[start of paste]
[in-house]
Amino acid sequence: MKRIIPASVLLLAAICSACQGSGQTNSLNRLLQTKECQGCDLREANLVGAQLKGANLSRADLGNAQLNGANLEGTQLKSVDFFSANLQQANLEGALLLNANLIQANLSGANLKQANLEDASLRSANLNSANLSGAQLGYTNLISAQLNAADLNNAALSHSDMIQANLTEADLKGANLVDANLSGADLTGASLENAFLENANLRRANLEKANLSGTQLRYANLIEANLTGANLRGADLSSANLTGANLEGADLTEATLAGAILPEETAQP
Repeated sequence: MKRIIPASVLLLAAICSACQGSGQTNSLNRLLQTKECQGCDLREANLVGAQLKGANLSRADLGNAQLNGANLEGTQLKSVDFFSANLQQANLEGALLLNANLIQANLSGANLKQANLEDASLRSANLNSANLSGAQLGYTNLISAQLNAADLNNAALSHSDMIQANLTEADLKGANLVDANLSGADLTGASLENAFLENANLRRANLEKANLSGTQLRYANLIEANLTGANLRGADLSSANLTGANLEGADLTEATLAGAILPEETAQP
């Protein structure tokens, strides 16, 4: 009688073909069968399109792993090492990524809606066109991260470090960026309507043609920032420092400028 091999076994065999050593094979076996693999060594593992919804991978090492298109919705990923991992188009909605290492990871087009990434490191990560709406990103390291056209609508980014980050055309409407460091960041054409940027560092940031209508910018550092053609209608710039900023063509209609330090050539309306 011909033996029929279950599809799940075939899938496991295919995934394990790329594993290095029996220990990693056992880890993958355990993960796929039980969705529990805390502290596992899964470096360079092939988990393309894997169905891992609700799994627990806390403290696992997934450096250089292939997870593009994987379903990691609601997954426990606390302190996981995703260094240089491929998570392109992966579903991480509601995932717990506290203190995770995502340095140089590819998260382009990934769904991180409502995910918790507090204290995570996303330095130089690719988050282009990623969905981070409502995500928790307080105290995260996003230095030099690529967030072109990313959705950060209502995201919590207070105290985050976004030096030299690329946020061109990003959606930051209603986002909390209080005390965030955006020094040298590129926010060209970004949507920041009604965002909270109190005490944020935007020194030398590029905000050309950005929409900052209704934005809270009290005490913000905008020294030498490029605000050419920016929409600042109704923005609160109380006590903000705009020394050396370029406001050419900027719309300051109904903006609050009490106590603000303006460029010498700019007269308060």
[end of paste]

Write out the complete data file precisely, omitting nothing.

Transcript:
[in-house]
Amino acid sequence: MKRIIPASVLLLAAICSACQGSGQTNSLNRLLQTKECQGCDLREANLVGAQLKGANLSRADLGNAQLNGANLEGTQLKSVDFFSANLQQANLEGALLLNANLIQANLSGANLKQANLEDASLRSANLNSANLSGAQLGYTNLISAQLNAADLNNAALSHSDMIQANLTEADLKGANLVDANLSGADLTGASLENAFLENANLRRANLEKANLSGTQLRYANLIEANLTGANLRGADLSSANLTGANLEGADLTEATLAGAILPEETAQP
Repeated sequence: MKRIIPASVLLLAAICSACQGSGQTNSLNRLLQTKECQGCDLREANLVGAQLKGANLSRADLGNAQLNGANLEGTQLKSVDFFSANLQQANLEGALLLNANLIQANLSGANLKQANLEDASLRSANLNSANLSGAQLGYTNLISAQLNAADLNNAALSHSDMIQANLTEADLKGANLVDANLSGADLTGASLENAFLENANLRRANLEKANLSGTQLRYANLIEANLTGANLRGADLSSANLTGANLEGADLTEATLAGAILPEETAQP
């Protein structure tokens, strides 16, 4: 009688073909069968399109792993090492990524809606066109991260470090960026309507043609920032420092400028 091999076994065999050593094979076996693999060594593992919804991978090492298109919705990923991992188009909605290492990871087009990434490191990560709406990103390291056209609508980014980050055309409407460091960041054409940027560092940031209508910018550092053609209608710039900023063509209609330090050539309306 011909033996029929279950599809799940075939899938496991295919995934394990790329594993290095029996220990990693056992880890993958355990993960796929039980969705529990805390502290596992899964470096360079092939988990393309894997169905891992609700799994627990806390403290696992997934450096250089292939997870593009994987379903990691609601997954426990606390302190996981995703260094240089491929998570392109992966579903991480509601995932717990506290203190995770995502340095140089590819998260382009990934769904991180409502995910918790507090204290995570996303330095130089690719988050282009990623969905981070409502995500928790307080105290995260996003230095030099690529967030072109990313959705950060209502995201919590207070105290985050976004030096030299690329946020061109990003959606930051209603986002909390209080005390965030955006020094040298590129926010060209970004949507920041009604965002909270109190005490944020935007020194030398590029905000050309950005929409900052209704934005809270009290005490913000905008020294030498490029605000050419920016929409600042109704923005609160109380006590903000705009020394050396370029406001050419900027719309300051109904903006609050009490106590603000303006460029010498700019007269308060």